A note to designers: less is more.
By Amrit Judge (Founder, startupchick.com)
If you’ve dabbled in user experience & user interface design at all, you know that simplicity is a word you’ll hear a lot of. Many successful companies and apps attribute their success to the simplicity in their user designs and interfaces.
One of my favorite definitions of simplicity comes from 52 Weeks of UX:
“…just enough for comprehension and the ability to pursue and complete our goals.”
It forces you to be creative.
Attaining simplicity is a very hard process. Whenever someone share with me an app or a startup she is working on, my advice is usually: make a list of your features, cut that list in half, and cut it in half again. Keep only what is crucial to problem you’re solving. Create three functions that work exceptionally well versus fifteen that work fine and end up distracting or confusing the user. Think about the time you’ve been overwhelmed with a product or a website or a retailer; I would not want my users experiencing that overwhelmed feeling ever.
It allows users to focus on what’s important and what they’re there for.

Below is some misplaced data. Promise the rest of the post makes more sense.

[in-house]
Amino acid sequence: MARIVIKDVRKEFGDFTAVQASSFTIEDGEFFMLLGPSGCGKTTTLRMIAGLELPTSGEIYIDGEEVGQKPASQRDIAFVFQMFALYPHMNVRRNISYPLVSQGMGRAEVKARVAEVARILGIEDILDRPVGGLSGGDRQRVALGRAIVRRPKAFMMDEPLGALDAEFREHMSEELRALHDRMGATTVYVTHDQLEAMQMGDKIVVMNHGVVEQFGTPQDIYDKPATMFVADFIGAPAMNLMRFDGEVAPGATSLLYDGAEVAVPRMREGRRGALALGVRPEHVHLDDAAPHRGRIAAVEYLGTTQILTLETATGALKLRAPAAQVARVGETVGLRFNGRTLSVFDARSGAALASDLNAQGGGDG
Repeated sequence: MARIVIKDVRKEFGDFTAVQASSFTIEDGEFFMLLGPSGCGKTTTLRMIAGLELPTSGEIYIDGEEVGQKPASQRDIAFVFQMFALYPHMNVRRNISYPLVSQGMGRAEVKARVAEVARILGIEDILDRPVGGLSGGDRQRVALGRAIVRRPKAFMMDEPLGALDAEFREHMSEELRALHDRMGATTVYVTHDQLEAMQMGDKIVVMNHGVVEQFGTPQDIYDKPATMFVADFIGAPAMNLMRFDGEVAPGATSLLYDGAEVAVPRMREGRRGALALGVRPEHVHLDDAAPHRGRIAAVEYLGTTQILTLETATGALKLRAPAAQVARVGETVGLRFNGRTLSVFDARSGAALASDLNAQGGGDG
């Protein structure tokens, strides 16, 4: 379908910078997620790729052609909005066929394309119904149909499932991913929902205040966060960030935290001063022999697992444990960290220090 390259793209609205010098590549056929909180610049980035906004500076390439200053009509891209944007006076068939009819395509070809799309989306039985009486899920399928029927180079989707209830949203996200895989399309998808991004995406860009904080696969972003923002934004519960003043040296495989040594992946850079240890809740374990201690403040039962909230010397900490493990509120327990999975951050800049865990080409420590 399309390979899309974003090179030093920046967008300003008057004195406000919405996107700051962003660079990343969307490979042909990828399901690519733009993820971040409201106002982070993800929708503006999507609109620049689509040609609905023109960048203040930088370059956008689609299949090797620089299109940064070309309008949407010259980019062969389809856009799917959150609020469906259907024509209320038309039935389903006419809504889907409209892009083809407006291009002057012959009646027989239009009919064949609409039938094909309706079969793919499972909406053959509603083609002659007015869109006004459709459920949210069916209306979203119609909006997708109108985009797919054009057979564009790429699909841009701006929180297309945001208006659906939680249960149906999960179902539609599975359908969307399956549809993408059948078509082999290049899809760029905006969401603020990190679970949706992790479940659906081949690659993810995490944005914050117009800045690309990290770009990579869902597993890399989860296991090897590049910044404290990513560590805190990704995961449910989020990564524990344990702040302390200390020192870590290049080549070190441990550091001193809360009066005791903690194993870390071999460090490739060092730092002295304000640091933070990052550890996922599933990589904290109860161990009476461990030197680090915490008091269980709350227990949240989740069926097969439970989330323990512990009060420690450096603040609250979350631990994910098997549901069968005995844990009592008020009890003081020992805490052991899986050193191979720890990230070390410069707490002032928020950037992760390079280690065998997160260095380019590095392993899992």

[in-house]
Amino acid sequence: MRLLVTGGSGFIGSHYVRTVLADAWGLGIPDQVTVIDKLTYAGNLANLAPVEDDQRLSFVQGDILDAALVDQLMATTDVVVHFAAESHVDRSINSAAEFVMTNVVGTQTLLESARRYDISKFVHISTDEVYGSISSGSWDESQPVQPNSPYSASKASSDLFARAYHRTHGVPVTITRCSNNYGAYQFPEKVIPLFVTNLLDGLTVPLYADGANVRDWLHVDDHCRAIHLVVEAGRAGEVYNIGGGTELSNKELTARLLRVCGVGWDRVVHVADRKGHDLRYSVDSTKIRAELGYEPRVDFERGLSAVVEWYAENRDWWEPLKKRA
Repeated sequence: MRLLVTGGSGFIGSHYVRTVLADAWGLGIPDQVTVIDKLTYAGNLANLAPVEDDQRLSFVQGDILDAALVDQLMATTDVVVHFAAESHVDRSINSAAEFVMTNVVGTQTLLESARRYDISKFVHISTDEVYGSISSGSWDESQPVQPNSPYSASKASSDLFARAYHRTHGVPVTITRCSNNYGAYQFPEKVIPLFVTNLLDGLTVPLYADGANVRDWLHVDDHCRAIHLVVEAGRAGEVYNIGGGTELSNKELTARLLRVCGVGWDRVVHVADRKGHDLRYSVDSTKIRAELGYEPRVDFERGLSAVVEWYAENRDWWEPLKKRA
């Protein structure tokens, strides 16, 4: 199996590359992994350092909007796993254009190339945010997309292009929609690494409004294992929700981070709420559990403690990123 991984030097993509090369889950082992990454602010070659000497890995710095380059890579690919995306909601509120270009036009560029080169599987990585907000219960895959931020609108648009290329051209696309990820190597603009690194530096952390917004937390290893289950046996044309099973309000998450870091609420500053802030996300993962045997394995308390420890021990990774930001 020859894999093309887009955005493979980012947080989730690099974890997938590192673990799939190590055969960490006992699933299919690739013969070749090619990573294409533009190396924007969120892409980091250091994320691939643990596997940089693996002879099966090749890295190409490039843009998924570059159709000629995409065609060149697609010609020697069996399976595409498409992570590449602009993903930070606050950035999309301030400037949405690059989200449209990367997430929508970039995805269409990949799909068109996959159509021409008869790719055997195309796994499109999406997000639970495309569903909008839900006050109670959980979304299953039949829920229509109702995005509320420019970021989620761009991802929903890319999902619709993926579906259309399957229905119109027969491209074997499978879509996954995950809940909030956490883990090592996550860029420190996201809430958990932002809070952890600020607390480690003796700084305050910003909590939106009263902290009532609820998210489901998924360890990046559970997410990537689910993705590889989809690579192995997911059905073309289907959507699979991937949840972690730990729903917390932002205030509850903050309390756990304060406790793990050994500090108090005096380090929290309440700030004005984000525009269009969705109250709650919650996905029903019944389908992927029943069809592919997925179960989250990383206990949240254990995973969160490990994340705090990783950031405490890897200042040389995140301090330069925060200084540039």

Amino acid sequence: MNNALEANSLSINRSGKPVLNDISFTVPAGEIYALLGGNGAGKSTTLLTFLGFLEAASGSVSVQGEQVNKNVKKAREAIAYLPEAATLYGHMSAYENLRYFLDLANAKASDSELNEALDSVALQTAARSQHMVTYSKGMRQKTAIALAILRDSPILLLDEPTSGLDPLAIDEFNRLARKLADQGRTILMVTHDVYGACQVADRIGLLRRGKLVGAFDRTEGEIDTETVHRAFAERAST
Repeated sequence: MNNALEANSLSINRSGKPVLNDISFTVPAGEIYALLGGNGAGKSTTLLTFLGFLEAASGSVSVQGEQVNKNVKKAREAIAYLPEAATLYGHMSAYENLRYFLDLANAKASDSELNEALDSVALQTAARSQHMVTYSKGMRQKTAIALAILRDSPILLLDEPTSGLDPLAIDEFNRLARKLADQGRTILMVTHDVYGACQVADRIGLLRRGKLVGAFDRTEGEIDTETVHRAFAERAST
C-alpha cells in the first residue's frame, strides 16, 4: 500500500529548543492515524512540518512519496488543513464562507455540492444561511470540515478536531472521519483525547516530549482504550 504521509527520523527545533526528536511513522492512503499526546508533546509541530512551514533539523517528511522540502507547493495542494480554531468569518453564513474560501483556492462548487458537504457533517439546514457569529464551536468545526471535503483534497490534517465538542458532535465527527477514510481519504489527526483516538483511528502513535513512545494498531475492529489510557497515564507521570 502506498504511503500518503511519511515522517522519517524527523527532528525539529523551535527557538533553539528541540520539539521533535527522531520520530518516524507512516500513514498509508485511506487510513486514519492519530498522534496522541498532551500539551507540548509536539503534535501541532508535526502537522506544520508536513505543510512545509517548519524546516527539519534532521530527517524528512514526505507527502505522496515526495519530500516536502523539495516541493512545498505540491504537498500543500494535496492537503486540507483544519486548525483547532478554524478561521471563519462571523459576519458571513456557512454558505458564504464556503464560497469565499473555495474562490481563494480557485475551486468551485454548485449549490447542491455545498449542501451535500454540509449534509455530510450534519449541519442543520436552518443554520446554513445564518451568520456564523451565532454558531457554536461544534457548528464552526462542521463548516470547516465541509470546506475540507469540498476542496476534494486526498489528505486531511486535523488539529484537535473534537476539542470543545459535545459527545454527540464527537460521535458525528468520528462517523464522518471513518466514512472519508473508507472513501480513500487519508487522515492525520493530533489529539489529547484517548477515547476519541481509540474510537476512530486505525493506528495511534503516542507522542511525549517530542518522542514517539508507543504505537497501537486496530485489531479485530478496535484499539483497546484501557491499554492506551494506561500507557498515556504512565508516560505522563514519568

Because you took the time to focus, your users will have a better experience. Users usually know why they’re visiting a website or using an app, so don’t let them down by distracting them from the task at hand. Be very clear and precise. Don’t mislabel or hide important features. A good way to make sure you’re on the right track is to show your site or product off, even if it’s unfinished. Get as many opinions from different age-groups as possible.
It’s visually appealing.
Simplicity doesn’t have to be boring. Whether it’s a website or a mobile app, there’s room to simplify beautifully. The minimalistic approach allows for faster website loading (think Google), and is easier to design and develop. Since you’re not dealing with crazy amounts of graphics, you begin to place emphasis and thought on things like white space, type-faces and the placement of buttons and links.
Simplicity is refreshing. So don’t be afraid to show it off, especially on your virtual portfolios. If you’re not actively browsing dribbble, you’re missing out. It’s like Pinterest for designers and is a wonderful source for inspiration. If you’re in an iOS state of mind, browsing TapFame’s Design Flow page is also very helpful. As the name suggests, it takes you back to the basics: how the app functions, flows and how design can effect that experience.
At the end of the day, the goal is to create something people love. It’s okay to start small and be focused. Establish the core before adding more.